"I may look crooked and out of style, but I greet the world with a grand old smile"
-- Robert Huddleston "The Pony Boy"

Those who chose to call themselves Freaks-- and made a living at it-- were and are just as happy overall as you and me. As Diane Arbus once said:

"Most people go through life dreading they'll have a traumatic experience. Freaks were born with their trauma. They've already passed their test in life. They're aristocrats.”

"Born-Freaks" were the royalty of the sideshow, standing above the "Made-Freaks" and Working-Acts in earning power and status. As performers and people they were a society set apart, a society that earned respect for changing its liabilities into assets.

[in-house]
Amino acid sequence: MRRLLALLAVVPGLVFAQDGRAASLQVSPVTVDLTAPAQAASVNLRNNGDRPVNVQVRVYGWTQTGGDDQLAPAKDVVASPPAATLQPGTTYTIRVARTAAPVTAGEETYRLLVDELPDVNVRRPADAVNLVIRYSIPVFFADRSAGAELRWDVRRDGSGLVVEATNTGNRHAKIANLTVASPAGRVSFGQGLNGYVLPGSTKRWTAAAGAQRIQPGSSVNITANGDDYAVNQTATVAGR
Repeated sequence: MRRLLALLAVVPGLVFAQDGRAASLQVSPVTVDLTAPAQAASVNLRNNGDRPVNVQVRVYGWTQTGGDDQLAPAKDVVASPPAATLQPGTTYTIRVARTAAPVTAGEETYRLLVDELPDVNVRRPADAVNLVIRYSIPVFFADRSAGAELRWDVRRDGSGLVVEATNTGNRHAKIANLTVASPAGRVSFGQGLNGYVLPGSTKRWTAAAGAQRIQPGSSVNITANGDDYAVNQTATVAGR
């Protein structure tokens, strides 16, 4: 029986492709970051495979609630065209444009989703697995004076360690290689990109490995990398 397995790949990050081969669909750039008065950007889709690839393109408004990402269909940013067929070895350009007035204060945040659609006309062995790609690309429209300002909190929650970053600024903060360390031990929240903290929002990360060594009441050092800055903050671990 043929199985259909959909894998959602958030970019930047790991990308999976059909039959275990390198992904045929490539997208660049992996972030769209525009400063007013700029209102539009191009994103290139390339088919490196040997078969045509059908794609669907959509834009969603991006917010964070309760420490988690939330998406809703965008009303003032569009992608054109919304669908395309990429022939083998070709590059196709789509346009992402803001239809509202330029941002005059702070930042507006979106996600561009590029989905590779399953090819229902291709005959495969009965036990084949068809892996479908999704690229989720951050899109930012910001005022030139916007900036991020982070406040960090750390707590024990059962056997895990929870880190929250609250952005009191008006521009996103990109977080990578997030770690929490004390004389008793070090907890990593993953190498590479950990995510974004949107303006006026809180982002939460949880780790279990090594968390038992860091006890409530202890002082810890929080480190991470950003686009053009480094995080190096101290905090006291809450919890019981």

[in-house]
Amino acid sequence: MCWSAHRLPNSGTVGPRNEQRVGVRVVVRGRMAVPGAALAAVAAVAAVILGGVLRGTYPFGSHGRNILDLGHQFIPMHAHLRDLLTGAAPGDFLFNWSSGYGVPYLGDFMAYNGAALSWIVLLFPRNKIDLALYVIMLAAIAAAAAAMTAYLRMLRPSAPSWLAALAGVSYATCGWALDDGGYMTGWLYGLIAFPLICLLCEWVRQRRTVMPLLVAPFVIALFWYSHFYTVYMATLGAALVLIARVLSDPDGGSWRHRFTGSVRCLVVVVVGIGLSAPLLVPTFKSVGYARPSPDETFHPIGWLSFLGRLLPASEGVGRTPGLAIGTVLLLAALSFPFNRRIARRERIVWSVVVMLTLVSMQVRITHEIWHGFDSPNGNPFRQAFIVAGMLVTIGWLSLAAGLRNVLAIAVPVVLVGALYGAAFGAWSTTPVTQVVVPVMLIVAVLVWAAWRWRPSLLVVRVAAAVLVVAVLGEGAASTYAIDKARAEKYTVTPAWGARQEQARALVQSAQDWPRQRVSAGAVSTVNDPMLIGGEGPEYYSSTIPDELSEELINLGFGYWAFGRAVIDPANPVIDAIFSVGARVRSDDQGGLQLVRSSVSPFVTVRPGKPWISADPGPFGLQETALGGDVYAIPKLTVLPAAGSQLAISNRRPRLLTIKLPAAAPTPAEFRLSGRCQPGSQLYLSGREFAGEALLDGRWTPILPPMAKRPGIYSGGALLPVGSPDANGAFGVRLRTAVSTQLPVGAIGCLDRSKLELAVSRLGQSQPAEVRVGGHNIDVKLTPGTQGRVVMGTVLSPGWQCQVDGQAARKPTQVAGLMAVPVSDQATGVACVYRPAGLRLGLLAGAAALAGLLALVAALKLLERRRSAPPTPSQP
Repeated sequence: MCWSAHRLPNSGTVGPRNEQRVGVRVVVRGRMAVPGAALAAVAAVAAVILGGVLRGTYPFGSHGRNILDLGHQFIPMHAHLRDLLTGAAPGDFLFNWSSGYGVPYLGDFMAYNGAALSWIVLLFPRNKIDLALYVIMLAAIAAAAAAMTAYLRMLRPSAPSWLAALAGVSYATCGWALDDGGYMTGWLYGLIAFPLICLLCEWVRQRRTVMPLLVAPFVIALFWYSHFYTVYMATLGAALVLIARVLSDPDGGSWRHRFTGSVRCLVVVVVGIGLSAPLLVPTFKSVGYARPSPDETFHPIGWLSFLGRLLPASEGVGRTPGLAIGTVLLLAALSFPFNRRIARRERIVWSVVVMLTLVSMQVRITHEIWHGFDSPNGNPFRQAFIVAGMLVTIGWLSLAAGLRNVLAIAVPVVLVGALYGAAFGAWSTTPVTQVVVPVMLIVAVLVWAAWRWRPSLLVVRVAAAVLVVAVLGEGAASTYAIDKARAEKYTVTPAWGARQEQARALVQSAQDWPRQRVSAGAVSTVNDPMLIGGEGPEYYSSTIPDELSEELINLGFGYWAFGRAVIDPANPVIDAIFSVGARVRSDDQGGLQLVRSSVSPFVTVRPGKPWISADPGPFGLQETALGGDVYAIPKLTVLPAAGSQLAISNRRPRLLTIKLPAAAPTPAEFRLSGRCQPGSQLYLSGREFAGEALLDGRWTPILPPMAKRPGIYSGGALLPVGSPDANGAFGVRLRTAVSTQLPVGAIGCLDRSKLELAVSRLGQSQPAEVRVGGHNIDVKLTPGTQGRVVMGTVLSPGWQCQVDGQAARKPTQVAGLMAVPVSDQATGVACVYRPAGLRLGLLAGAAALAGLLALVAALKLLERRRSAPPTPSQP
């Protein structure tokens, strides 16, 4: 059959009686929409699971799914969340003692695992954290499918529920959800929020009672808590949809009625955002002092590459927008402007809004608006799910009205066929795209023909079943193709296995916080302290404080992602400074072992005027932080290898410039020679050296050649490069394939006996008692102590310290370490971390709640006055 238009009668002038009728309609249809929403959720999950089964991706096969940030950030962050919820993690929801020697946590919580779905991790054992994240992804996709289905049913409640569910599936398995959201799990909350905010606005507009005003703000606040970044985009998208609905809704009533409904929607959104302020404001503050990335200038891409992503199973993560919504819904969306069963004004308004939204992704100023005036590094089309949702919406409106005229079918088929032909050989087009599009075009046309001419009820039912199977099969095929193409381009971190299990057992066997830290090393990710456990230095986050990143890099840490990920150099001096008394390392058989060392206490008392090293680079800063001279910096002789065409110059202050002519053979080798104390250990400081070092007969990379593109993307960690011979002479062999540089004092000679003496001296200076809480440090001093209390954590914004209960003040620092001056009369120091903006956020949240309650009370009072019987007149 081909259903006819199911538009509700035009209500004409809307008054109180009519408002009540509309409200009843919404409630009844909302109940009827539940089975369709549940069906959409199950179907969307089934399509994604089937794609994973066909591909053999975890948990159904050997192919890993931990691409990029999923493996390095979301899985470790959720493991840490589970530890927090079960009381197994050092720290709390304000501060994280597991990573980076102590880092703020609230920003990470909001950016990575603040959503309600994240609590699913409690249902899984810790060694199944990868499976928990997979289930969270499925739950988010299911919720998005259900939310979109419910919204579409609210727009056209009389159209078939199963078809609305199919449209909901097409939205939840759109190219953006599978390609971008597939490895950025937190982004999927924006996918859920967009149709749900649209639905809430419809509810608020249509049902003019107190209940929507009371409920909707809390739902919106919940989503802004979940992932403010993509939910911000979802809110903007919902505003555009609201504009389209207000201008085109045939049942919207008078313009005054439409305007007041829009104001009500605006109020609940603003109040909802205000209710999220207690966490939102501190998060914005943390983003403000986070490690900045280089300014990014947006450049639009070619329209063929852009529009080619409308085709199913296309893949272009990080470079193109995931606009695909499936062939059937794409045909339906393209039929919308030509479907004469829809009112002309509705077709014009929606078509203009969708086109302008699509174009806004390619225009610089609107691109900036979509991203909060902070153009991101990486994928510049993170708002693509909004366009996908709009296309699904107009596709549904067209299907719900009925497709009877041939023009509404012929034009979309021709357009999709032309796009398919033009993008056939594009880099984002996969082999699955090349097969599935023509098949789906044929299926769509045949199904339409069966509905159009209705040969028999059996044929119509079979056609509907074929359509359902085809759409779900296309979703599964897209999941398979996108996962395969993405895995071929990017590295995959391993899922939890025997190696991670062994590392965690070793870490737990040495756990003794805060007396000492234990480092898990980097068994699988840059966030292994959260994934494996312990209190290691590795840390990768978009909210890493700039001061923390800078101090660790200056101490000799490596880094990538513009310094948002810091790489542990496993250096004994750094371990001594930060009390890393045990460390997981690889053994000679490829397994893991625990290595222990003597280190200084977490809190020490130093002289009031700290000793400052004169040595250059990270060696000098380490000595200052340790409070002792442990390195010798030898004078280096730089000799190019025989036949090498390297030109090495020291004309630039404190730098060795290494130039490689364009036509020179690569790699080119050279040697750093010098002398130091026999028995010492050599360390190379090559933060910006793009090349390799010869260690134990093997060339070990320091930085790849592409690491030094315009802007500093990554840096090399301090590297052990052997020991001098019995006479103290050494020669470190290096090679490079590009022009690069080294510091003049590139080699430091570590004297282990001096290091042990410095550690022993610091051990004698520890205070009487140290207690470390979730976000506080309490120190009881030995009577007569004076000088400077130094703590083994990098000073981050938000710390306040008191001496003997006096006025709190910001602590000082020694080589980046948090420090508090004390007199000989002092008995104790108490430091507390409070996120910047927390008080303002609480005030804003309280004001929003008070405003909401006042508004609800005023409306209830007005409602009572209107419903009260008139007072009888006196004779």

From the texts written in Latin, Ambrose Paré's Monstres et Prodiges (1573), Licetus Fortunius' De Monstrorum Caussis, Natura, et Differentiis...(1634), and Ulisse Aldrovandi's Monstrorum Historia (1642), the classic images of Freaks had jumped from the hidden pages to become in the late 19th and early 20th Century entertainment for the masses.

The freakshow amused, educated, and often intentionally horrified.